Young Master: William Noortman
“To fill someone’s shoes is difficult,” he says. “Johnny is the top guy in Old Masters now that my father’s gone. He’s got years on me. Do I want to compete with these people? No. But do we want to do our best? Yes.”
Although he has his father’s height (he’s six feet three) and dramatically arched eyebrows, Noortman, as he’s the first to admit, cuts a less imposing figure. He smokes Marlboro Lights, not cigars, and speaks softly, in British-accented English, not his father’s booming Dutch. And despite having been groomed to assume the family business—he is the second-born of his father’s seven children—he isn’t yet at home in his new role.
“I always knew that I’d be taking over,” he says, while greeting visitors at the Pan art fair in Amsterdam. “I’ve just taken over five to 10 years earlier than expected, which is a pity. It’s okay. I love what I do.”
Of course, he hopes to put his own stamp on Noortman Master Paintings, which is based in Maastricht and sells Impressionist masterpieces in addition to Old Masters. One idea is to expand the trade to include modern pictures such as those by Léger and Modigliani. Another is to extend the gallery’s reach by holding exhibitions abroad.
These days Noortman Master Paintings is a wholly owned subsidiary of Sotheby’s, following its sale by Robert to the auction house in 2006 for shares worth roughly $56.5 million. Noortman is managing director, and, he insists, the gallery is still independently run.
Elegant in a handmade suit from Naples and Berluti shoes, Noortman looks the part of the polished European dealer. Trained primarily by his father, he caught the bug for the family business during an extended art-buying trip the pair took when he was 18. In New York for the semiannual Old Master paintings auctions, they bought a tiny 17th-century oval portrait on panel from a dealer friend, which they hung in their hotel room to admire. Three nights later, Robert produced the small gem during drinks with another dealer, who promptly bought it. Father and son made enough of a profit, recalls Noortman, to cover their travel expenses for the week, “a wonderful lesson in the art business,” he says, adding of his father, “he’d tell you what he thought was good and why, but always left room for you to teach yourself.”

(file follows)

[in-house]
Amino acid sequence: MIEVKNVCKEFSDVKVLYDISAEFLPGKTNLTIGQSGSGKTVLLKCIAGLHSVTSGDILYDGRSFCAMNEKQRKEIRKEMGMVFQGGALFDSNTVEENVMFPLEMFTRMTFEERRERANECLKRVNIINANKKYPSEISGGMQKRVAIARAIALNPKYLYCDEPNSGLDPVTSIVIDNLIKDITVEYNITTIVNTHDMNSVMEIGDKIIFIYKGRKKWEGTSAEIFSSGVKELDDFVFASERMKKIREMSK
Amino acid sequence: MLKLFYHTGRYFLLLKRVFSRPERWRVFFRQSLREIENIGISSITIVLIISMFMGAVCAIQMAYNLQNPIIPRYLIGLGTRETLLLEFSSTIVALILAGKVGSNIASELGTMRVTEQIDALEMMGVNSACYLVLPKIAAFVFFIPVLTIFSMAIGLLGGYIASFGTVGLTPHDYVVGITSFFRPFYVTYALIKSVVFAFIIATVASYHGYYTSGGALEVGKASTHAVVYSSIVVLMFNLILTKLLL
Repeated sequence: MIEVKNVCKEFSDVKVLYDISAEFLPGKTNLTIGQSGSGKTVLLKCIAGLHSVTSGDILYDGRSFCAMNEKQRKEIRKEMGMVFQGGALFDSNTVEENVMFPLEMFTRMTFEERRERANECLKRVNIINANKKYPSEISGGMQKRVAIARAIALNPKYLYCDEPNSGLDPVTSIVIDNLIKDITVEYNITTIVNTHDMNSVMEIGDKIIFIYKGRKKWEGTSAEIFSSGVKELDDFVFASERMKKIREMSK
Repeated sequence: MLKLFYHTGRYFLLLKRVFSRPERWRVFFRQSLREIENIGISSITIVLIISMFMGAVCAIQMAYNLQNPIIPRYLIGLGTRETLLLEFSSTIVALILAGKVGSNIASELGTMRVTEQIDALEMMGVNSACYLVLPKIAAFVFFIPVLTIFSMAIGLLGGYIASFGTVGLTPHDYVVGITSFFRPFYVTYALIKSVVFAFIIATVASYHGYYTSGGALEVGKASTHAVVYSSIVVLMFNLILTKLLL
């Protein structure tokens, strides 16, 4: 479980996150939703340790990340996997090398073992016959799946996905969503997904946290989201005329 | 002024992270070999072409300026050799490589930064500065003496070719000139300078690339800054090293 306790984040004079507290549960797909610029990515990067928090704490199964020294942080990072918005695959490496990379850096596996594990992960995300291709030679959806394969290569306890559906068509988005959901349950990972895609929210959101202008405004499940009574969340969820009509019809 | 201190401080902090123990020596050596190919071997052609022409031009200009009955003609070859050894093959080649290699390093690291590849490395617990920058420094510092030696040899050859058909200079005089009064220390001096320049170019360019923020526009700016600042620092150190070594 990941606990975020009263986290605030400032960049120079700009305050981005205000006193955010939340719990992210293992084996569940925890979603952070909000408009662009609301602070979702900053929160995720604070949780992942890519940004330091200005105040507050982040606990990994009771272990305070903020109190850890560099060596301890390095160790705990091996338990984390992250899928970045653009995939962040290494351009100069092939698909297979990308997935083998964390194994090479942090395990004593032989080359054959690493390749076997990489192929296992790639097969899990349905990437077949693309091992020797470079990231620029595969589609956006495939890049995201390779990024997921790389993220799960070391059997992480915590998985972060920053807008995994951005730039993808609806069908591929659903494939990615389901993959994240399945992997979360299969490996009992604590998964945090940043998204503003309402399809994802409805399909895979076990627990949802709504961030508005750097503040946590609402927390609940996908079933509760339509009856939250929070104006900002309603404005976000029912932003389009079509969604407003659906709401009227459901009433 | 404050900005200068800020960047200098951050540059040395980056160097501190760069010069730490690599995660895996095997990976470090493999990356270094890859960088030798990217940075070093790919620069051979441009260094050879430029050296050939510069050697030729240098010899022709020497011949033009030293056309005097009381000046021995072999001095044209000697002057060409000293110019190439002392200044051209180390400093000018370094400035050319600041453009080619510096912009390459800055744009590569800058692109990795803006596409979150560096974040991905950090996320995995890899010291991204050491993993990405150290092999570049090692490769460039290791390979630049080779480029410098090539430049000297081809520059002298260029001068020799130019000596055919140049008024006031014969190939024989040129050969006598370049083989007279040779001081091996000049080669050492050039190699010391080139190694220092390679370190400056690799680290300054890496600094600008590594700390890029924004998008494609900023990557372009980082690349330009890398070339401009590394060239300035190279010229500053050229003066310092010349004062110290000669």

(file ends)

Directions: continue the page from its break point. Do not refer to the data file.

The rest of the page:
An 18th-century still life by Jan van Huysum, priced at $15 million, both of which Noortman hopes to sell at the Maastricht fair
A Manet seascape, priced at $1.95 million
For this month’s Maastricht, Noortman has lined up a number of paintings that, while respectable, don’t compare to the three Rembrandts that Robert had on offer in 2004. “He’s slowly developing his own style,” says Jan Six, head of Sotheby’s Old Master paintings department in Amsterdam and a longtime friend. “His father was a brand, and you can see that he wants to continue [it] in the way that he dresses and talks about art. At the same time, he’s more contemporary, and he understands the new money.”
Touring the preview of Sotheby’s sale of Robert’s personal trove last December in Amsterdam, Noortman points to a collection of 19th-century Inuit snow goggles as one of the “fun” things his father delighted in, and says that for his own collection, he hopes to find “more wonderful objects.” Two weeks later he is halfway across the globe. “In China buying contemporary art,” he writes by e-mail. “Amazing fun.”